George Willard Smith 12/25/1860
Adele Green Smith 1881-1965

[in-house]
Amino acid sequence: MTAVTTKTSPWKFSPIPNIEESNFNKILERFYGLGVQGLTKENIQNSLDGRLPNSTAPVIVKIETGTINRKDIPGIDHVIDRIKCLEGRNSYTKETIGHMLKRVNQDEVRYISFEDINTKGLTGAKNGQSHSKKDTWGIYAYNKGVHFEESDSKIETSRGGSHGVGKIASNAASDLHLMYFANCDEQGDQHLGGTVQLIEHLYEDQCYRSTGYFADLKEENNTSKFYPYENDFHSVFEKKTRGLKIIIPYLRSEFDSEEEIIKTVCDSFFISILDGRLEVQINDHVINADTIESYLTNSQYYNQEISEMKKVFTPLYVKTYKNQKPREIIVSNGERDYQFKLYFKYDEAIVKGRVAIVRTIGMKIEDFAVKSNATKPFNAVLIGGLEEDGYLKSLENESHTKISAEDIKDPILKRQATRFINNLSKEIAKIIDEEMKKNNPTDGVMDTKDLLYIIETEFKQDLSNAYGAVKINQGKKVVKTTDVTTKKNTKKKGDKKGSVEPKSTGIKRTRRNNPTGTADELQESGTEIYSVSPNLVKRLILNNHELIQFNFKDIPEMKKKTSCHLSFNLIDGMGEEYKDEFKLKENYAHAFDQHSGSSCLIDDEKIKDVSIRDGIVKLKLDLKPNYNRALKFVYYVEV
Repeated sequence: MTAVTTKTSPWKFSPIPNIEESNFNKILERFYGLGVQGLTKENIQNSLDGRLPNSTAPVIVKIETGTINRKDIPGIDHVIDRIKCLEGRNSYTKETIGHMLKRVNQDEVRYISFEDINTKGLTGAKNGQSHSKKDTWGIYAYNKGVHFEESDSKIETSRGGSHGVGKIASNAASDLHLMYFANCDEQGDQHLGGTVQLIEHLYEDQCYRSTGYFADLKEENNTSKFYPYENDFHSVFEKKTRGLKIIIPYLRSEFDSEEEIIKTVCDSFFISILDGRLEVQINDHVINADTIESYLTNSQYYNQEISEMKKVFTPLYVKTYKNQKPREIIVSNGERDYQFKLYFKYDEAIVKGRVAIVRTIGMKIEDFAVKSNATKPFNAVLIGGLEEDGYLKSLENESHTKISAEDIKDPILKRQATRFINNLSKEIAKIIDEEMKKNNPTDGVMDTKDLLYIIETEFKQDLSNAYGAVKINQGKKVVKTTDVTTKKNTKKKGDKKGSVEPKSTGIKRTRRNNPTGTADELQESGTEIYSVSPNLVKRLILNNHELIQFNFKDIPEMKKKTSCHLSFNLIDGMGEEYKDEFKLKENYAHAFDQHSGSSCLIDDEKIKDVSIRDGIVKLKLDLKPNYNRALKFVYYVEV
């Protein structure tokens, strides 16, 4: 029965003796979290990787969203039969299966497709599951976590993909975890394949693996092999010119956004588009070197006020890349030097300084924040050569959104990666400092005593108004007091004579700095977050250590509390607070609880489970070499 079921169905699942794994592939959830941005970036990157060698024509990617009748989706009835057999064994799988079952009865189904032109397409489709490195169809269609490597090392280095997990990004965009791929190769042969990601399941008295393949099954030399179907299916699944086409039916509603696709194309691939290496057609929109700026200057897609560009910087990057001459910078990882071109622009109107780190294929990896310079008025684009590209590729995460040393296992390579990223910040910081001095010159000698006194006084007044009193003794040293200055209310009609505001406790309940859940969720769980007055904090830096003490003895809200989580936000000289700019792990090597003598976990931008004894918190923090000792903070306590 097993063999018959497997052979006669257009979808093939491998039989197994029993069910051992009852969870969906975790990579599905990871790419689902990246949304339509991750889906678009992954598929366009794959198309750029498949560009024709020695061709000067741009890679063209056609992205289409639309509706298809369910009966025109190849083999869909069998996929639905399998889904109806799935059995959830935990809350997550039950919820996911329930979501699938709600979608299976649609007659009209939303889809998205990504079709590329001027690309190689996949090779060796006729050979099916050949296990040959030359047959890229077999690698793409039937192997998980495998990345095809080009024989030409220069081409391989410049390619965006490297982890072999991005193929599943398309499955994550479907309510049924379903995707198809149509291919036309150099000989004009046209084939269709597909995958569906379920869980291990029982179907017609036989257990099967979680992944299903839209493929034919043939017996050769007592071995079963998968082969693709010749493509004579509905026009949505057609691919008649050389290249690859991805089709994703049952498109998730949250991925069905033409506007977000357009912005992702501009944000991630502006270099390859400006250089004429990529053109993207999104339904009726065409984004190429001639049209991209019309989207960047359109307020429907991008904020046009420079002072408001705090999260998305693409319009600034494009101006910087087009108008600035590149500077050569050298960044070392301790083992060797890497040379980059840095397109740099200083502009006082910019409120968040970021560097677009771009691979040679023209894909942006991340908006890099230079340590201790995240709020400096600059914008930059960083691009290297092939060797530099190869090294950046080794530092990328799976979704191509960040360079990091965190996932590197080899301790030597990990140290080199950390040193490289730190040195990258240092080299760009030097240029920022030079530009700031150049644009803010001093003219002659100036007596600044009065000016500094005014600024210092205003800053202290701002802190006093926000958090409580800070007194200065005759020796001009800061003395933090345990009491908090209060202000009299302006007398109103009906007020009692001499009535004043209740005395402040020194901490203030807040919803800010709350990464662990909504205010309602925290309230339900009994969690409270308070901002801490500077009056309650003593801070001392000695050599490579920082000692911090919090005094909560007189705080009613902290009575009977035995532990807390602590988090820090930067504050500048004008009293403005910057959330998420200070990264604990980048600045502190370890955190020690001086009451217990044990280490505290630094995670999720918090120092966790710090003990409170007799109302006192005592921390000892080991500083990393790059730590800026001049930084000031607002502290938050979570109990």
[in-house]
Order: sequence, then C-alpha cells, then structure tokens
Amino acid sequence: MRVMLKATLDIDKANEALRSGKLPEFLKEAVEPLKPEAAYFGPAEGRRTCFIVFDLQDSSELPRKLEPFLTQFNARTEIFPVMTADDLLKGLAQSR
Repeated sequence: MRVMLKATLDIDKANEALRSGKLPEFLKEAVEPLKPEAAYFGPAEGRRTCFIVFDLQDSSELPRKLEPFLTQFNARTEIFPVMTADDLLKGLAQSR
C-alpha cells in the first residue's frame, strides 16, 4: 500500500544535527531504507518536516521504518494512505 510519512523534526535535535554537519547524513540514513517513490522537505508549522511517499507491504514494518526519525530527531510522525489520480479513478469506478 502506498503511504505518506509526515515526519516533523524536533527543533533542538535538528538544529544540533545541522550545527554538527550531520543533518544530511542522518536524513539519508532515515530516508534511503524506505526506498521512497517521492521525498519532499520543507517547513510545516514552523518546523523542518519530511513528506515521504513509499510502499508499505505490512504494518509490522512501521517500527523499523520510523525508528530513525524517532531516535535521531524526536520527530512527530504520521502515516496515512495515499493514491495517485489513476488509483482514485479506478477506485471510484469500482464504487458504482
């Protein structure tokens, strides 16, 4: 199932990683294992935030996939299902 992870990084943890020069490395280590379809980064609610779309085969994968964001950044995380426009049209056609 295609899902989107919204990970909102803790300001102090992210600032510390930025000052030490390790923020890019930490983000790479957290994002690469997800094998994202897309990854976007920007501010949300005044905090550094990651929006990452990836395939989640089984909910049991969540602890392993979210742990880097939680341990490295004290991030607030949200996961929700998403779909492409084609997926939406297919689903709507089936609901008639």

Abbey resident George Willard Smith was known as the “King of the Outdoor Amusements” in the early days of the 20th century. He certainly didn’t start out that way. He was born on Christmas day, in 1860, in Syracuse, New York. His parents, John and Fannie Smith, were hard working blue collar kind of people. The family would make their way to Columbus in 1872 and John would find a job as a salesman (the directories of the time list him as a “peddler”). A few years later around 1875, George would join in with his father to help with rent and bills and they both would be carriage trimmers by the late 1870’s. Carriage trimmers were responsible for upholstering the seats, floors and roofs of buggies, and the Columbus Buggy Company was a large manufacturer in the city, employing well over 1,000 people by 1880. Work was so efficient, that they finished a buggy every 8 minutes on average. John would pass away in early 1882 at the age of 50, and which must’ve struck a chord in 22 year old George, with him not wanting to die young laboring away like his father did. It’s clear that George had another plan in mind. In those days it was very common to learn dance instruction by reading a book, as private lessons were expensive. Society minded people were getting waltz lessons and trying to be more genteel. George never spoke of any dance schools he attended, so the likely explanation as to how he learned and then taught dancing lessons was he got one of these books as well (“The Universal Dancing Master “ , written by Lucien Carpenter, was popular book published in the same year of John Smith’s death). Although he was listed as still being a carriage trimmer til 1893, George started a “Home Academy of Dance” in 1894, giving himself the title of professor and calling himself a dancing master.